Ascend FCU is combining deposits and payments with the aim of reducing friction points in member service.
The move has prompted a shift in how these areas are viewed, from service centers to profit centers.
As deposits soar, Ascend Federal Credit Union ($3.2B, Tullahoma, TN) is rising to the occasion with an internal reorganization aimed at leveraging the inherent value of deposits and payments to member service and the bottom line.
The Nashville-based cooperative is in the early stages of combining its deposits and payments people and processes into a single group, says Josiah Leverich, who joined Ascend in May 2019 and in late 2020 took over the new role of senior vice president of deposits and payments.
Josiah Leverich, SVP of Deposits and Payments, Ascend FCU
“Positioning deposits and payments under the same leadership recognizes the relationship among deposits, payment channels, and digital experiences — a relationship that’s becoming the key focus in growing member relationships,” Leverich says. “We’ve traditionally viewed these departments primarily as service centers. Given the importance of the deposit and payment cycle as a generator of both revenue and loyalty, it makes sense to view these areas as profit centers.”
But it’s not just Ascend that is taking a renewed look at its business. After years of rock-bottom rates, members also are viewing deposits differently.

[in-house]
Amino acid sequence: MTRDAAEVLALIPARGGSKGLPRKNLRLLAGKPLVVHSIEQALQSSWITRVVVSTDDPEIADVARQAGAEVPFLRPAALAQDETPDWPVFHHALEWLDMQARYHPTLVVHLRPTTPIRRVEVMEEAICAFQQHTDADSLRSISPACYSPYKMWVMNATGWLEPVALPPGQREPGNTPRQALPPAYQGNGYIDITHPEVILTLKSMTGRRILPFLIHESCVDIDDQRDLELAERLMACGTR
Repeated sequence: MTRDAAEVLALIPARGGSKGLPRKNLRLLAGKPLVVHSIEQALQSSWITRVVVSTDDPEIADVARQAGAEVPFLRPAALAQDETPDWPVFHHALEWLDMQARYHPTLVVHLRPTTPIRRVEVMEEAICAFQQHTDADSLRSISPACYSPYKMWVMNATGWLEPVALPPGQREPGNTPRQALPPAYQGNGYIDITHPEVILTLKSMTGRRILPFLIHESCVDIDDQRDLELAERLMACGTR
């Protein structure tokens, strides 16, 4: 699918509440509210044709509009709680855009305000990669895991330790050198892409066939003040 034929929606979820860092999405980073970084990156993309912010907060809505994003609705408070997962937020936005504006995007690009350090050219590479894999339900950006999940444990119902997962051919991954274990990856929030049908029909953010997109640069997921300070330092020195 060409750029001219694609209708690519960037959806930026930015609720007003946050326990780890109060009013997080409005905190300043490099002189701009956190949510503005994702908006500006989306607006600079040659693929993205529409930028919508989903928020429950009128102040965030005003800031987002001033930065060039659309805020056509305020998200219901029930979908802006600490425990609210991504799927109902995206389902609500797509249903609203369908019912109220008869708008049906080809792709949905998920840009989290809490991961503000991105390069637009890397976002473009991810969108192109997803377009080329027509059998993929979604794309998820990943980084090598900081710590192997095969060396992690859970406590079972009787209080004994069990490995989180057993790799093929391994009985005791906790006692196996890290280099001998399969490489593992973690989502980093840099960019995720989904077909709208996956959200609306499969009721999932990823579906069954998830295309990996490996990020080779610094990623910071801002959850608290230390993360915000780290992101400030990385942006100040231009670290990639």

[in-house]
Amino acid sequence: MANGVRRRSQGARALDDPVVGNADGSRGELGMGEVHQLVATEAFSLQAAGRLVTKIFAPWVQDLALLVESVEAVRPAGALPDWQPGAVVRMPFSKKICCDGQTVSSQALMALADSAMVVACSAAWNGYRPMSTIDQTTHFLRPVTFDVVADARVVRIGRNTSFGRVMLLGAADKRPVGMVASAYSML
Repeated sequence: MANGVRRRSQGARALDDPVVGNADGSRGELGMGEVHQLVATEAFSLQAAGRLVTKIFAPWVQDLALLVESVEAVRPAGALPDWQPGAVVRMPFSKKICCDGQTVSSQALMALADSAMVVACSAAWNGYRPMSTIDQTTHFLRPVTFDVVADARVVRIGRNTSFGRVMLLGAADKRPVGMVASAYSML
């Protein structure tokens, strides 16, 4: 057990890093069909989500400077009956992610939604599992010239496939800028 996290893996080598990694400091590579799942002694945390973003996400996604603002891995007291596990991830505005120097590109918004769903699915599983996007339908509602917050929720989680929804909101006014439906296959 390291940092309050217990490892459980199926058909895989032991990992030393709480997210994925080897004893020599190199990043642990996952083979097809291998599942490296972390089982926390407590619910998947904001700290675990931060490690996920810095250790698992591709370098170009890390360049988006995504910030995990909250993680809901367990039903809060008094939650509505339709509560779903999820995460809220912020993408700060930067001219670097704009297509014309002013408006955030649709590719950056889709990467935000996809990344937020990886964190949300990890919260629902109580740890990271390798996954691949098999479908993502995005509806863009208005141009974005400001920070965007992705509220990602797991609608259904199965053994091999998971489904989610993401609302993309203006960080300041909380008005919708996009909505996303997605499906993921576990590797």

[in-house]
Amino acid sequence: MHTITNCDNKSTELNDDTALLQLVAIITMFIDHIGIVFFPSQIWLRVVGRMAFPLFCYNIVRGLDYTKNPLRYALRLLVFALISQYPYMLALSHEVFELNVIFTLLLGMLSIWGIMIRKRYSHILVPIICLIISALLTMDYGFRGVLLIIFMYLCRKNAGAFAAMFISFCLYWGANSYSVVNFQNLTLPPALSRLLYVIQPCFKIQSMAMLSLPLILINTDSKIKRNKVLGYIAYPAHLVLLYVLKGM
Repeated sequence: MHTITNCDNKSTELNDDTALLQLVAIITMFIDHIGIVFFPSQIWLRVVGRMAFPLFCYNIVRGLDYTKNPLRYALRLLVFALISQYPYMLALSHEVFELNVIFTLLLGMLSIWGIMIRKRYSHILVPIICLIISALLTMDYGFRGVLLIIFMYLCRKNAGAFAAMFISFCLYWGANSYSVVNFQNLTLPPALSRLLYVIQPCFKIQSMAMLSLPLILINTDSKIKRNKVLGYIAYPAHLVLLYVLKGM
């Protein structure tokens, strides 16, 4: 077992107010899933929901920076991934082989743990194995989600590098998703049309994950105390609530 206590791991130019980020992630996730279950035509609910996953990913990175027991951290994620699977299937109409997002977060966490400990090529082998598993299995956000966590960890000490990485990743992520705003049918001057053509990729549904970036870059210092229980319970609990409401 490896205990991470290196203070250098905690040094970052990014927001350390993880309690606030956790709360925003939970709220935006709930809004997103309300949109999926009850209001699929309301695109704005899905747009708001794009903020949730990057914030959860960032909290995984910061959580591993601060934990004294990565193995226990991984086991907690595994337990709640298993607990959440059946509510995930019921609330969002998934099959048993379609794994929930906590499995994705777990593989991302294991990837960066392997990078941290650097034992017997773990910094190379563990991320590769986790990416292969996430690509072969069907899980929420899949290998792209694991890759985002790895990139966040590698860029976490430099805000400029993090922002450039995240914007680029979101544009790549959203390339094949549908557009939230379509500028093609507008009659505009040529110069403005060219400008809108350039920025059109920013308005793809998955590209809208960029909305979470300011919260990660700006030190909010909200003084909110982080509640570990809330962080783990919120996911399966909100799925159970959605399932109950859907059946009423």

“Traditionally, deposits have been a highly price sensitive product, but that’s changing as more consumers are looking for convenience over rate,” Leverich says. “We’re using this reorganization to be more proactive in identifying member friction points and enabling self-service opportunities where it makes sense.”
The credit union’s focus is on balancing activities, so the reorganization is primarily taking place in the accounting department. Fortunately, that group’s leader has a technology background and understands how technology can improve processes and modernize stale activities, Leverich says.
“The end game is a payments experience that drives loyalty and encourages members to always consider Ascend when they have a financial need.”
The work has just begun. The credit union started by evaluating processes and systems and focused significantly on its vendor evaluations, which it conducted with an eye toward identifying changes, Leverich says.
“The end game is a payments experience that drives loyalty and encourages members to always consider Ascend when they have a financial need,” the Ascend SVP says. “We also want to improve our ability to use the payments data to better understand our membership and make relevant, timely offers.”
6 Ways To Combine Deposits And Payments
Josiah Leverich, SVP of deposits and payments at Ascend FCU, shares six principles behind his cooperative’s internal reorganization.
Recognize the need for more generalized service channels.
Map processes to identify friction points from the member perspective. Understand how all channels relate to one another.
Evaluate the value of every process. Which ones could be better? Which ones are no longer needed?